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Sega Mega Drive

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Part one of our journey back through console history took us to the 8-bit era of the NES, Sega Master System and PC Engine. However, it was with the 16-bit machines that console gaming really took off in the UK. This was the period when games consoles took the imagination of the kids, teens and twenty somethings by force. GamesMaster was on the TV, Sonic and Mario were becoming household names, and magazines like Mean Machines and Computer and Video Games were hyping the latest SNES and Mega Drive releases like there was no tomorrow. Arguably, this was the golden age of console gaming - a possibility borne out by the arrival of so many of the era's big releases on Xbox Live Arcade, the Wii Virtual Console service and the various compilation packs that have emerged on the PS2 and PSP.

The first of the 16-bit systems arrived in Japan in 1988, though we in the UK had to wait until 1990 for a European release. Known as the Genesis in the US, the Mega Drive was outsold in Japan by the PC Engine and the Super Famicom/SNES, but over here it was a huge success. The Mega Drive was the number one console of the 16-bit generation, and arguably the first console to achieve an impact in the previously computer-obsessed UK market.

Power-wise, the Mega Drive was a big step up from the Master System that had come before it. Based on a 7.1MHz Motorola 68000 CPU and a new Texas Instruments graphics processor, it could display 64 colours from a palette of 512 on a 320 x 240 resolution screen, and with 64KB of RAM and 64KB of VRAM, it had more onboard memory to cope with the demands of more graphically intensive games. Meanwhile a 6-channel FM audio chip for music and a 4-channel audio processor for spot effects meant that games were beginning to sound good as well. Titles such as Altered Beast and Mickey Mouse: Castle of Illusion proved early on that this was a games machine to be reckoned with.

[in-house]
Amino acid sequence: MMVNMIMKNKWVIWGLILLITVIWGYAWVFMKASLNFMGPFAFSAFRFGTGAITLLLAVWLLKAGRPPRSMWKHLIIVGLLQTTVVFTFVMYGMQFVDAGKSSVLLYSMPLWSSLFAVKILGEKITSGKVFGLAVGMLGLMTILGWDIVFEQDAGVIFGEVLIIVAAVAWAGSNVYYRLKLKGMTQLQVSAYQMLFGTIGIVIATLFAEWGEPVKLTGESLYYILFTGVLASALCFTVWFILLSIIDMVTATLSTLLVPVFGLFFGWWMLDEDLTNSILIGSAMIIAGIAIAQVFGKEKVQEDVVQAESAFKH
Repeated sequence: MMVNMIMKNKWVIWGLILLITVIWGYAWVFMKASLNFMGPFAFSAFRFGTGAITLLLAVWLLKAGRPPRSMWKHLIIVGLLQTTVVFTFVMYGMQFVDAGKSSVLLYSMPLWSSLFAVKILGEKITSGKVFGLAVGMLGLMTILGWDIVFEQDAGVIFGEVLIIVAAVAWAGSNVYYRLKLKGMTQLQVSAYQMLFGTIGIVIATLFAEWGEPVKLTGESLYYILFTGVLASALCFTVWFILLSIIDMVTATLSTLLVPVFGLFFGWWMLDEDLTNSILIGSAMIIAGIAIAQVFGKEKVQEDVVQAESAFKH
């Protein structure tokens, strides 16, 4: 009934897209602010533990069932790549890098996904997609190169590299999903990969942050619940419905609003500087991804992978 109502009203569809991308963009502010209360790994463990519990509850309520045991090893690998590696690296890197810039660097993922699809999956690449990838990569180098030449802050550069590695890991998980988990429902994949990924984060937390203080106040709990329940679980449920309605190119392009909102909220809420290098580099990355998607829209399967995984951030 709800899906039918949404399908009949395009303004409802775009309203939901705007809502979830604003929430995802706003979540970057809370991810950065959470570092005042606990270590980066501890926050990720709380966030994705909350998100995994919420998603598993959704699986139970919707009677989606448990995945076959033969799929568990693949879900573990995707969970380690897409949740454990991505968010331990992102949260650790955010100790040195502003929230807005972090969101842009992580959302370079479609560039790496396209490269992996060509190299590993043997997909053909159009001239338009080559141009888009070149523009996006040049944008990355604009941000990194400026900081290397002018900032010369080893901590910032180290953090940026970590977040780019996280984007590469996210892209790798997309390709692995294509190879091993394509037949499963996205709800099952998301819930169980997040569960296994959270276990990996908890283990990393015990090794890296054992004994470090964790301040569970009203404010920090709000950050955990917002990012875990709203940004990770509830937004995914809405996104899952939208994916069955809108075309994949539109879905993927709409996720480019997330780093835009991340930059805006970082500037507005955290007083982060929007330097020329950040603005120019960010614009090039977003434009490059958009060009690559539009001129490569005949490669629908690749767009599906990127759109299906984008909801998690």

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However, it was only with the release of Sonic the Hedgehog that the system really took off. At the time it was an astonishing looking game. No branch of Dixons was complete without a display model running on a screen in the window, and nobody who saw the game running on a friend's Mega Drive could resist the urge to buy their own wonder console. In the meantime, the Mega Drive saw EA's sports line-up take off both here and in the US, in many respects laying the foundations of the hype and franchise-driven games industry we know and kind of love today. The Mega Drive might not have had as many golden greats as the SNES, but titles such as Sonic 2 and 3, the Mortal Combat series, ThunderForce IV and Toejam & Earl were hugely popular with the mainstream gamers of the day - including your humble writer.

Sadly, just as the Mega Drive was at its peak, Sega lost the plot. First it launched the MegaCD, a CD add-on that was needed in Japan to compete with the still popular PC Engine and its CD-ROM unit, but was unnecessary over here. Bar the excellent Sonic CD and Core's brilliant Thunderhawk, few games arrived that fully explored its potential. Then the company dithered between following its hit console with either a 32-bit cartridge system (codenamed Jupiter) or a CD-based console (codenamed Saturn). Sega decided that Saturn was the right solution, but rolled the Jupiter hardware into a bizarre mushroom-like plug-in called the 32x, which was designed to prolong the life of the Mega Drive while the Saturn grew a foothold in the market. The 32x was a disaster. Poor ports of Doom, Star Wars Arcade and Virtua Racing did little to convince the punters, and arguably the whole debacle did nothing but alienate the loyal Mega Drive owners who might otherwise have upgraded to the Saturn.

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